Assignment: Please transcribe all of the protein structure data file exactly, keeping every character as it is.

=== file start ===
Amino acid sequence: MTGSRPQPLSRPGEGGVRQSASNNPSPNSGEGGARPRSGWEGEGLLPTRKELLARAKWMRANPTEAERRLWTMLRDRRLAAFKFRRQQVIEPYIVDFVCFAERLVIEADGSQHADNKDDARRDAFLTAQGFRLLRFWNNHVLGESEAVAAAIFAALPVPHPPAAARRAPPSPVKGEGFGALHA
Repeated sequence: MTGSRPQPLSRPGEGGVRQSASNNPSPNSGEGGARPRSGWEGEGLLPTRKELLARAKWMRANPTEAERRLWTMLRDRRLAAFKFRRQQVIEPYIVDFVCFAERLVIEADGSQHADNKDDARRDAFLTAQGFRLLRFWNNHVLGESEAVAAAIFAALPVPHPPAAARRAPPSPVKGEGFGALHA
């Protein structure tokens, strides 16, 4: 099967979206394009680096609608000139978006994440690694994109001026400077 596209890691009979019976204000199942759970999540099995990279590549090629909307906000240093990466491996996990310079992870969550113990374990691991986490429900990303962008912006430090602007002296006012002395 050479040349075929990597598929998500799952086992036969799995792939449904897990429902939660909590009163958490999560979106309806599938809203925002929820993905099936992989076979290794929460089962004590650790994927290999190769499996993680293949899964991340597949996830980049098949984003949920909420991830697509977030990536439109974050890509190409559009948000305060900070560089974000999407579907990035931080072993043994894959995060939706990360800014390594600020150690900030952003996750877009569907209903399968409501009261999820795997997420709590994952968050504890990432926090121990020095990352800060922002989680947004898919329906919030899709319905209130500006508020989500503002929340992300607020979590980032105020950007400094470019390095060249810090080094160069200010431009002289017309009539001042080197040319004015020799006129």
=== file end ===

Amino acid sequence: MTGSRPQPLSRPGEGGVRQSASNNPSPNSGEGGARPRSGWEGEGLLPTRKELLARAKWMRANPTEAERRLWTMLRDRRLAAFKFRRQQVIEPYIVDFVCFAERLVIEADGSQHADNKDDARRDAFLTAQGFRLLRFWNNHVLGESEAVAAAIFAALPVPHPPAAARRAPPSPVKGEGFGALHA
Repeated sequence: MTGSRPQPLSRPGEGGVRQSASNNPSPNSGEGGARPRSGWEGEGLLPTRKELLARAKWMRANPTEAERRLWTMLRDRRLAAFKFRRQQVIEPYIVDFVCFAERLVIEADGSQHADNKDDARRDAFLTAQGFRLLRFWNNHVLGESEAVAAAIFAALPVPHPPAAARRAPPSPVKGEGFGALHA
């Protein structure tokens, strides 16, 4: 099967979206394009680096609608000139978006994440690694994109001026400077 596209890691009979019976204000199942759970999540099995990279590549090629909307906000240093990466491996996990310079992870969550113990374990691991986490429900990303962008912006430090602007002296006012002395 050479040349075929990597598929998500799952086992036969799995792939449904897990429902939660909590009163958490999560979106309806599938809203925002929820993905099936992989076979290794929460089962004590650790994927290999190769499996993680293949899964991340597949996830980049098949984003949920909420991830697509977030990536439109974050890509190409559009948000305060900070560089974000999407579907990035931080072993043994894959995060939706990360800014390594600020150690900030952003996750877009569907209903399968409501009261999820795997997420709590994952968050504890990432926090121990020095990352800060922002989680947004898919329906919030899709319905209130500006508020989500503002929340992300607020979590980032105020950007400094470019390095060249810090080094160069200010431009002289017309009539001042080197040319004015020799006129």